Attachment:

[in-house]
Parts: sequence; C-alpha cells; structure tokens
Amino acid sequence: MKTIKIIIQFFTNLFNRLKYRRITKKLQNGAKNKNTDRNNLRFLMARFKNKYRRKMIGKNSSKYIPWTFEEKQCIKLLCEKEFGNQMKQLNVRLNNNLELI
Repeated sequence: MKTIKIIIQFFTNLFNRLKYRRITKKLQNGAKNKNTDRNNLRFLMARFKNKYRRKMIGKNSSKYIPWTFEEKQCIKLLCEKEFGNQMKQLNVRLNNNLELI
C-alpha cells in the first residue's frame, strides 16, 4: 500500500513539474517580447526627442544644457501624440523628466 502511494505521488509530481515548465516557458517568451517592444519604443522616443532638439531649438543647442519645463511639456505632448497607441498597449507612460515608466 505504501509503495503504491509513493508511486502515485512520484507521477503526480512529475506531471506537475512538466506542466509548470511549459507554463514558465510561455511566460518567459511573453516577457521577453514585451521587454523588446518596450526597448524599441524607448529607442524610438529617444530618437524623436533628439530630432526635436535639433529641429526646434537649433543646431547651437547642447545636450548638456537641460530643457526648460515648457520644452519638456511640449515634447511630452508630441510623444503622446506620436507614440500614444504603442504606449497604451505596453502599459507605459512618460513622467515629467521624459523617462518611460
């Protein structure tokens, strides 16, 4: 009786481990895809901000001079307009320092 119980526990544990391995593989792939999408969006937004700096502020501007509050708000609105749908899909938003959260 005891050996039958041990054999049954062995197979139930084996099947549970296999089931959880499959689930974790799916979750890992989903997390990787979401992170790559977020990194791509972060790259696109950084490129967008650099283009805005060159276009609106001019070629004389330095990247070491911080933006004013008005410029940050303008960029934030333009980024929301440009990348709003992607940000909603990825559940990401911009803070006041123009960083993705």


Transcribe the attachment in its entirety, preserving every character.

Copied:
[in-house]
Parts: sequence; C-alpha cells; structure tokens
Amino acid sequence: MKTIKIIIQFFTNLFNRLKYRRITKKLQNGAKNKNTDRNNLRFLMARFKNKYRRKMIGKNSSKYIPWTFEEKQCIKLLCEKEFGNQMKQLNVRLNNNLELI
Repeated sequence: MKTIKIIIQFFTNLFNRLKYRRITKKLQNGAKNKNTDRNNLRFLMARFKNKYRRKMIGKNSSKYIPWTFEEKQCIKLLCEKEFGNQMKQLNVRLNNNLELI
C-alpha cells in the first residue's frame, strides 16, 4: 500500500513539474517580447526627442544644457501624440523628466 502511494505521488509530481515548465516557458517568451517592444519604443522616443532638439531649438543647442519645463511639456505632448497607441498597449507612460515608466 505504501509503495503504491509513493508511486502515485512520484507521477503526480512529475506531471506537475512538466506542466509548470511549459507554463514558465510561455511566460518567459511573453516577457521577453514585451521587454523588446518596450526597448524599441524607448529607442524610438529617444530618437524623436533628439530630432526635436535639433529641429526646434537649433543646431547651437547642447545636450548638456537641460530643457526648460515648457520644452519638456511640449515634447511630452508630441510623444503622446506620436507614440500614444504603442504606449497604451505596453502599459507605459512618460513622467515629467521624459523617462518611460
């Protein structure tokens, strides 16, 4: 009786481990895809901000001079307009320092 119980526990544990391995593989792939999408969006937004700096502020501007509050708000609105749908899909938003959260 005891050996039958041990054999049954062995197979139930084996099947549970296999089931959880499959689930974790799916979750890992989903997390990787979401992170790559977020990194791509972060790259696109950084490129967008650099283009805005060159276009609106001019070629004389330095990247070491911080933006004013008005410029940050303008960029934030333009980024929301440009990348709003992607940000909603990825559940990401911009803070006041123009960083993705």